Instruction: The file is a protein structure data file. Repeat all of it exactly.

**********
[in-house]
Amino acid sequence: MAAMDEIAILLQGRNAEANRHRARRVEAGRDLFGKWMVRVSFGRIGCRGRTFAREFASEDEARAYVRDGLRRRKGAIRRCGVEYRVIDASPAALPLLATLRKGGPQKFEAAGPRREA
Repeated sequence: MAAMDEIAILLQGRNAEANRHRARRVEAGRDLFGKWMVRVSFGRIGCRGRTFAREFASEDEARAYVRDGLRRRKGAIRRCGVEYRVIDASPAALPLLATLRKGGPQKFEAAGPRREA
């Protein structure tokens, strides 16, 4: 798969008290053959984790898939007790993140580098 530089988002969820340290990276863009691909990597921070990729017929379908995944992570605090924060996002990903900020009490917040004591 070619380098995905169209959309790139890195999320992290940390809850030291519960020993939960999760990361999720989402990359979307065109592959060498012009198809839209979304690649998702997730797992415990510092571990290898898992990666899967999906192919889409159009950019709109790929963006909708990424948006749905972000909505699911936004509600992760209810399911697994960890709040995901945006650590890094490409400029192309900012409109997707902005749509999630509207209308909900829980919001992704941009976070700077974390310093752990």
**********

[in-house]
Amino acid sequence: MAAMDEIAILLQGRNAEANRHRARRVEAGRDLFGKWMVRVSFGRIGCRGRTFAREFASEDEARAYVRDGLRRRKGAIRRCGVEYRVIDASPAALPLLATLRKGGPQKFEAAGPRREA
Repeated sequence: MAAMDEIAILLQGRNAEANRHRARRVEAGRDLFGKWMVRVSFGRIGCRGRTFAREFASEDEARAYVRDGLRRRKGAIRRCGVEYRVIDASPAALPLLATLRKGGPQKFEAAGPRREA
């Protein structure tokens, strides 16, 4: 798969008290053959984790898939007790993140580098 530089988002969820340290990276863009691909990597921070990729017929379908995944992570605090924060996002990903900020009490917040004591 070619380098995905169209959309790139890195999320992290940390809850030291519960020993939960999760990361999720989402990359979307065109592959060498012009198809839209979304690649998702997730797992415990510092571990290898898992990666899967999906192919889409159009950019709109790929963006909708990424948006749905972000909505699911936004509600992760209810399911697994960890709040995901945006650590890094490409400029192309900012409109997707902005749509999630509207209308909900829980919001992704941009976070700077974390310093752990």